At least 100 million people have been forced to flee their homes due to violence, persecution, or other forms of public disorder over the last decade, according to UNHCR, the United Nations refugee agency. That’s about one in every 97 people on the planet, roughly one percent of humanity. If such war victims had been given their own state to homestead, it would be the 14th largest nation, population-wise, in the world.
By the end of June, according to the Internal Displacement Monitoring Center, an additional 4.8 million people had been uprooted by conflict, with the most devastating increases in Syria, the Democratic Republic of Congo, and Burkina Faso. Yet, as dismal as these numbers may be, they’re set to be dwarfed by people displaced by another signature story of our time: climate change.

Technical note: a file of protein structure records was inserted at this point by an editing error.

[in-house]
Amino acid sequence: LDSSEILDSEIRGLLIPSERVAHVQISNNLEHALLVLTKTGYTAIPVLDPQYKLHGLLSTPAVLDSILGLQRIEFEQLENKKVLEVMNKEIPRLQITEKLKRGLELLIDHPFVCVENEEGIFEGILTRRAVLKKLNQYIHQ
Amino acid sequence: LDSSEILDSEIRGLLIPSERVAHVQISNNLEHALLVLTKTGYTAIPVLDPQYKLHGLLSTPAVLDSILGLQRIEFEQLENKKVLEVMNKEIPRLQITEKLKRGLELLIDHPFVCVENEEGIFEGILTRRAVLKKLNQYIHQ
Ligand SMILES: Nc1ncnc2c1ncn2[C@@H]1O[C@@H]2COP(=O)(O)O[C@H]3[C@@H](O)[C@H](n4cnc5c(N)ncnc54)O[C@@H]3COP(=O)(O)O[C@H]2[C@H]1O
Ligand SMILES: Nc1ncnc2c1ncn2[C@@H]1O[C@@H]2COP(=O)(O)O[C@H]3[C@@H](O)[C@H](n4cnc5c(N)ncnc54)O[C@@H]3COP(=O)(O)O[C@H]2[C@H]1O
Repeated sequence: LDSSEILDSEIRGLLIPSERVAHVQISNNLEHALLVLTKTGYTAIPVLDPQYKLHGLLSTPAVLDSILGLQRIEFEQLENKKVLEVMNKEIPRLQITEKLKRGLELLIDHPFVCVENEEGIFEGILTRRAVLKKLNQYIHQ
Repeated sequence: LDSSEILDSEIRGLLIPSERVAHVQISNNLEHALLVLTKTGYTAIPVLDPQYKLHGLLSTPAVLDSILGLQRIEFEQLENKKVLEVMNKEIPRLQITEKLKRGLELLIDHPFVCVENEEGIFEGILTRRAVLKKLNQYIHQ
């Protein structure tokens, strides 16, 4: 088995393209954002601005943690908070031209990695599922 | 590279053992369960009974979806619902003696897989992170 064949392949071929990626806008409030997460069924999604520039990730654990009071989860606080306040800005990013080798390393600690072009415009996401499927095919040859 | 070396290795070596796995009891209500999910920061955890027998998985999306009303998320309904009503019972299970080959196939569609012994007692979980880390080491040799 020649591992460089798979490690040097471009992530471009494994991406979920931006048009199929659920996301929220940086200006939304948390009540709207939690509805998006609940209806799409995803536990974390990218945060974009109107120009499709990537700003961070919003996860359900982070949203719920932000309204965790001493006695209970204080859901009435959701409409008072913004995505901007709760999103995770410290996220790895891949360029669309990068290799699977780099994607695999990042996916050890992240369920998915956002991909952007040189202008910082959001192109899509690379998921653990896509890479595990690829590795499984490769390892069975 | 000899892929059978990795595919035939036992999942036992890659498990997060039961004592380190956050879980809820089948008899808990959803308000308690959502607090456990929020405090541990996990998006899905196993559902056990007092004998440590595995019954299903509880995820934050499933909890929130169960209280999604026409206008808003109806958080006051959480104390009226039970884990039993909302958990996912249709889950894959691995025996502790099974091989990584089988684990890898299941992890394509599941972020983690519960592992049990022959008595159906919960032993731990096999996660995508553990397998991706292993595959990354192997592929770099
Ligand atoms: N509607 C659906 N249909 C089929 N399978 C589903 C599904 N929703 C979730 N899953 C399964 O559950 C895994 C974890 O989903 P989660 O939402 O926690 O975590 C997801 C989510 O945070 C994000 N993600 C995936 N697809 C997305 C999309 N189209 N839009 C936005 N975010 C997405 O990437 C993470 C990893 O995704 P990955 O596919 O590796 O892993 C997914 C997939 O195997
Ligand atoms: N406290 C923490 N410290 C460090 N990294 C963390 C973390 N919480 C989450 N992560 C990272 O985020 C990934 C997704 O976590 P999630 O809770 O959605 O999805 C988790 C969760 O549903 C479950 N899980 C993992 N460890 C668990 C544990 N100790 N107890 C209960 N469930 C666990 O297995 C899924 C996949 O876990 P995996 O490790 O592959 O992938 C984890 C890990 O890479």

Already, shocking numbers have been put to flight by fires, derechos, and super storms, and so much worse is yet to come, according to experts. A recent forecast suggests that, by the year 2050, the number of people driven from their homes by ecological catastrophes could be 900% greater than the 100 million forced to flee conflicts over the last decade.
One of the most dramatic drivers of displacement over the last 20 years, according to researchers from Brown University’s Costs of War project, has been that conflict in Afghanistan and the seven other “most violent wars the U.S. military has launched or participated in since 2001.” In the wake of the killing of 2,974 people by al-Qaeda militants that September 11th and the decision of George W. Bush’s administration to launch a Global War on Terror, conflicts the United States initiated, escalated, or participated in — specifically, in Afghanistan, Iraq, Libya, Pakistan, the Philippines, Somalia, Syria, and Yemen — have displaced between 37 million and 59 million people.Tomgram: Nick Turse, You Can’t Go Home Again | TomDispatch